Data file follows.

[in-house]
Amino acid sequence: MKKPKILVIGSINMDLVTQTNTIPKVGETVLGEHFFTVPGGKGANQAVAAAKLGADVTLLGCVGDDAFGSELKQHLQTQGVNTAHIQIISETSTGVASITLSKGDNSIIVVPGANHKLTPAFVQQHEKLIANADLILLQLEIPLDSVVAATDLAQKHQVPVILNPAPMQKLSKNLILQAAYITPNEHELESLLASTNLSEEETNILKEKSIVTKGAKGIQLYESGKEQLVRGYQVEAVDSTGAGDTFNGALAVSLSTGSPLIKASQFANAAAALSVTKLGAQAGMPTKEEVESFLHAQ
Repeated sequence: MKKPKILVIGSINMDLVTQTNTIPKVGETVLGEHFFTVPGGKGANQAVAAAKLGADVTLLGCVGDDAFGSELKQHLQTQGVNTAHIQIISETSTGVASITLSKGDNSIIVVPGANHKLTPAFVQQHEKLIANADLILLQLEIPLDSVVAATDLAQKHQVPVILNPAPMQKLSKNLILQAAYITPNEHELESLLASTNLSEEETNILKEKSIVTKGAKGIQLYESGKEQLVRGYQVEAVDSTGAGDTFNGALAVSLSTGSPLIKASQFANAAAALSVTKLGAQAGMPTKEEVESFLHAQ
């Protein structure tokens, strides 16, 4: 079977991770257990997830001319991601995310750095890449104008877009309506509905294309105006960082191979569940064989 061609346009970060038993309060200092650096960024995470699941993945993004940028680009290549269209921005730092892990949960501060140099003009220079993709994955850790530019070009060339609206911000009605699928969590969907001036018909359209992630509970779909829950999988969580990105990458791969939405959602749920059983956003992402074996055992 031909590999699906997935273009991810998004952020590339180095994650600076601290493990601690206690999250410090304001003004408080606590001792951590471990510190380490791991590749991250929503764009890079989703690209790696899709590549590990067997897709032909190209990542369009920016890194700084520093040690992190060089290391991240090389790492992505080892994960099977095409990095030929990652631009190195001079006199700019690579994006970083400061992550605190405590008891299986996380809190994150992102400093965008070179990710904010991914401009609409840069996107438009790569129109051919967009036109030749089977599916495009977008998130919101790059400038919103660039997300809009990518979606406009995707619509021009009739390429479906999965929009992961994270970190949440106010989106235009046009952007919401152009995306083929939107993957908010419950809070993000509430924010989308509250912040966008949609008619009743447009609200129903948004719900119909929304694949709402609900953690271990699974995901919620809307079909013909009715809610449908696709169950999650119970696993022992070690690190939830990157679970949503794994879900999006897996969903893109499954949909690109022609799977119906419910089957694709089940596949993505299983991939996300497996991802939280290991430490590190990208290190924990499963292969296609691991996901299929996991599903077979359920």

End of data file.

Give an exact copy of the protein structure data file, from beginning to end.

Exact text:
[in-house]
Amino acid sequence: MKKPKILVIGSINMDLVTQTNTIPKVGETVLGEHFFTVPGGKGANQAVAAAKLGADVTLLGCVGDDAFGSELKQHLQTQGVNTAHIQIISETSTGVASITLSKGDNSIIVVPGANHKLTPAFVQQHEKLIANADLILLQLEIPLDSVVAATDLAQKHQVPVILNPAPMQKLSKNLILQAAYITPNEHELESLLASTNLSEEETNILKEKSIVTKGAKGIQLYESGKEQLVRGYQVEAVDSTGAGDTFNGALAVSLSTGSPLIKASQFANAAAALSVTKLGAQAGMPTKEEVESFLHAQ
Repeated sequence: MKKPKILVIGSINMDLVTQTNTIPKVGETVLGEHFFTVPGGKGANQAVAAAKLGADVTLLGCVGDDAFGSELKQHLQTQGVNTAHIQIISETSTGVASITLSKGDNSIIVVPGANHKLTPAFVQQHEKLIANADLILLQLEIPLDSVVAATDLAQKHQVPVILNPAPMQKLSKNLILQAAYITPNEHELESLLASTNLSEEETNILKEKSIVTKGAKGIQLYESGKEQLVRGYQVEAVDSTGAGDTFNGALAVSLSTGSPLIKASQFANAAAALSVTKLGAQAGMPTKEEVESFLHAQ
């Protein structure tokens, strides 16, 4: 079977991770257990997830001319991601995310750095890449104008877009309506509905294309105006960082191979569940064989 061609346009970060038993309060200092650096960024995470699941993945993004940028680009290549269209921005730092892990949960501060140099003009220079993709994955850790530019070009060339609206911000009605699928969590969907001036018909359209992630509970779909829950999988969580990105990458791969939405959602749920059983956003992402074996055992 031909590999699906997935273009991810998004952020590339180095994650600076601290493990601690206690999250410090304001003004408080606590001792951590471990510190380490791991590749991250929503764009890079989703690209790696899709590549590990067997897709032909190209990542369009920016890194700084520093040690992190060089290391991240090389790492992505080892994960099977095409990095030929990652631009190195001079006199700019690579994006970083400061992550605190405590008891299986996380809190994150992102400093965008070179990710904010991914401009609409840069996107438009790569129109051919967009036109030749089977599916495009977008998130919101790059400038919103660039997300809009990518979606406009995707619509021009009739390429479906999965929009992961994270970190949440106010989106235009046009952007919401152009995306083929939107993957908010419950809070993000509430924010989308509250912040966008949609008619009743447009609200129903948004719900119909929304694949709402609900953690271990699974995901919620809307079909013909009715809610449908696709169950999650119970696993022992070690690190939830990157679970949503794994879900999006897996969903893109499954949909690109022609799977119906419910089957694709089940596949993505299983991939996300497996991802939280290991430490590190990208290190924990499963292969296609691991996901299929996991599903077979359920």